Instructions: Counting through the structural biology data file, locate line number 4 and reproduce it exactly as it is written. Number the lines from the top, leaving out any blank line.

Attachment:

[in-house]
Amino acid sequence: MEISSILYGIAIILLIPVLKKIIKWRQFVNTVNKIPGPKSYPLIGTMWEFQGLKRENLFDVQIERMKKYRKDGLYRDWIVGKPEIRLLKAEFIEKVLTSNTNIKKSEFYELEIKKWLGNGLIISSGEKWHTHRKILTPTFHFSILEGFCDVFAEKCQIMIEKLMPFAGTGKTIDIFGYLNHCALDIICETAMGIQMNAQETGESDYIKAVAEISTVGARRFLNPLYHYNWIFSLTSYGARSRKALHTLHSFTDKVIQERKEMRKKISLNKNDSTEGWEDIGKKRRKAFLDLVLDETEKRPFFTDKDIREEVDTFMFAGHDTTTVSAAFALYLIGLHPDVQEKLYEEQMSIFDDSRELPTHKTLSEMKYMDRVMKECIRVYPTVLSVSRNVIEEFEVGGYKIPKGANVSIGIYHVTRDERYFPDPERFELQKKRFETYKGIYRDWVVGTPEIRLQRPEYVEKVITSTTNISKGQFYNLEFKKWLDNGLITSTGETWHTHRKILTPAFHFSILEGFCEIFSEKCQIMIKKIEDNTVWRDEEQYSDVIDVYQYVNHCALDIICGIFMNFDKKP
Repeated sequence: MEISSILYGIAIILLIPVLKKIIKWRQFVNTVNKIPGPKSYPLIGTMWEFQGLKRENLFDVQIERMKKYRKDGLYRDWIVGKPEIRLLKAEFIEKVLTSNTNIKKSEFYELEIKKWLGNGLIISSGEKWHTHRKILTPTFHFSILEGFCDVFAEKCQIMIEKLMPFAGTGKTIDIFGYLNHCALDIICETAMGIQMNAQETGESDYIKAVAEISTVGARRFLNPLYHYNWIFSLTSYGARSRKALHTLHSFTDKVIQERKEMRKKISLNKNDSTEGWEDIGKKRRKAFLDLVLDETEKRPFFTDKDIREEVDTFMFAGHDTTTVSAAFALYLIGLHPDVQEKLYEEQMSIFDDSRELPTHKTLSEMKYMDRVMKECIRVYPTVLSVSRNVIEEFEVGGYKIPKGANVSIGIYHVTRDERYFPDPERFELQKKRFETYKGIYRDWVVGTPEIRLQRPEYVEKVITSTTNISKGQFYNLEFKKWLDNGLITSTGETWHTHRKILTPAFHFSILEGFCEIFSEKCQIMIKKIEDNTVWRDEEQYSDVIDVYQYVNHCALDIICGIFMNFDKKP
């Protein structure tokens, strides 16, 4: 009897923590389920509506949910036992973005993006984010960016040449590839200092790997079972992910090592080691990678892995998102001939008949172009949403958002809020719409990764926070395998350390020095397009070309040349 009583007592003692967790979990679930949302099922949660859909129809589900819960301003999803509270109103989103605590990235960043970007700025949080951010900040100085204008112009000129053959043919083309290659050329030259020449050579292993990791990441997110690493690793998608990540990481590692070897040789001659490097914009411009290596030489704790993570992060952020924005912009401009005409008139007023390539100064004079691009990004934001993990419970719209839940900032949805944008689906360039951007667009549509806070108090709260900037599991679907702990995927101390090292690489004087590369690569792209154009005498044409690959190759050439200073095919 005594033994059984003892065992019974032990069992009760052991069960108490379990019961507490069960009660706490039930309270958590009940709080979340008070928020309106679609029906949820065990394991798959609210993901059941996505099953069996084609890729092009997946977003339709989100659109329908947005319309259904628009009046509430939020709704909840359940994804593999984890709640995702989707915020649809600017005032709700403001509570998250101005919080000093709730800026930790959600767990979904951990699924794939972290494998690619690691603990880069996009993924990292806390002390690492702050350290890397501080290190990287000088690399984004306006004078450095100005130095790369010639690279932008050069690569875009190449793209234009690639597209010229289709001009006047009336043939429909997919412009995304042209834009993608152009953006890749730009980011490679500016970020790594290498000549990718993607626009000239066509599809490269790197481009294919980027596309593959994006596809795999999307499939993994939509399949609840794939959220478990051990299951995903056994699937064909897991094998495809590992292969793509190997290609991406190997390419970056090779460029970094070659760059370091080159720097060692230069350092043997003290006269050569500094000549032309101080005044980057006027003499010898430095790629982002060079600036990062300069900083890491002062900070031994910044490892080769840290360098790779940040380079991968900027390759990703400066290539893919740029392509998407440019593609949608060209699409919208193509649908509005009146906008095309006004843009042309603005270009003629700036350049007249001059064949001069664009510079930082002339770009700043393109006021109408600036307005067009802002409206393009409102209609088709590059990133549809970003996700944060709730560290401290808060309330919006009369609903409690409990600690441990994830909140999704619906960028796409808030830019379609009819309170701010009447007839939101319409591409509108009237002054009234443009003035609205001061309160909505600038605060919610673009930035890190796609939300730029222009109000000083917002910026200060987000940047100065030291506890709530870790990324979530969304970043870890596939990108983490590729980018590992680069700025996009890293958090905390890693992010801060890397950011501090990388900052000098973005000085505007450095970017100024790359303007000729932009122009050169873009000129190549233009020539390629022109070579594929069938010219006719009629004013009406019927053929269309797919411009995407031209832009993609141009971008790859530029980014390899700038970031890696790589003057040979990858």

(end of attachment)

């Protein structure tokens, strides 16, 4: 009897923590389920509506949910036992973005993006984010960016040449590839200092790997079972992910090592080691990678892995998102001939008949172009949403958002809020719409990764926070395998350390020095397009070309040349 009583007592003692967790979990679930949302099922949660859909129809589900819960301003999803509270109103989103605590990235960043970007700025949080951010900040100085204008112009000129053959043919083309290659050329030259020449050579292993990791990441997110690493690793998608990540990481590692070897040789001659490097914009411009290596030489704790993570992060952020924005912009401009005409008139007023390539100064004079691009990004934001993990419970719209839940900032949805944008689906360039951007667009549509806070108090709260900037599991679907702990995927101390090292690489004087590369690569792209154009005498044409690959190759050439200073095919 005594033994059984003892065992019974032990069992009760052991069960108490379990019961507490069960009660706490039930309270958590009940709080979340008070928020309106679609029906949820065990394991798959609210993901059941996505099953069996084609890729092009997946977003339709989100659109329908947005319309259904628009009046509430939020709704909840359940994804593999984890709640995702989707915020649809600017005032709700403001509570998250101005919080000093709730800026930790959600767990979904951990699924794939972290494998690619690691603990880069996009993924990292806390002390690492702050350290890397501080290190990287000088690399984004306006004078450095100005130095790369010639690279932008050069690569875009190449793209234009690639597209010229289709001009006047009336043939429909997919412009995304042209834009993608152009953006890749730009980011490679500016970020790594290498000549990718993607626009000239066509599809490269790197481009294919980027596309593959994006596809795999999307499939993994939509399949609840794939959220478990051990299951995903056994699937064909897991094998495809590992292969793509190997290609991406190997390419970056090779460029970094070659760059370091080159720097060692230069350092043997003290006269050569500094000549032309101080005044980057006027003499010898430095790629982002060079600036990062300069900083890491002062900070031994910044490892080769840290360098790779940040380079991968900027390759990703400066290539893919740029392509998407440019593609949608060209699409919208193509649908509005009146906008095309006004843009042309603005270009003629700036350049007249001059064949001069664009510079930082002339770009700043393109006021109408600036307005067009802002409206393009409102209609088709590059990133549809970003996700944060709730560290401290808060309330919006009369609903409690409990600690441990994830909140999704619906960028796409808030830019379609009819309170701010009447007839939101319409591409509108009237002054009234443009003035609205001061309160909505600038605060919610673009930035890190796609939300730029222009109000000083917002910026200060987000940047100065030291506890709530870790990324979530969304970043870890596939990108983490590729980018590992680069700025996009890293958090905390890693992010801060890397950011501090990388900052000098973005000085505007450095970017100024790359303007000729932009122009050169873009000129190549233009020539390629022109070579594929069938010219006719009629004013009406019927053929269309797919411009995407031209832009993609141009971008790859530029980014390899700038970031890696790589003057040979990858």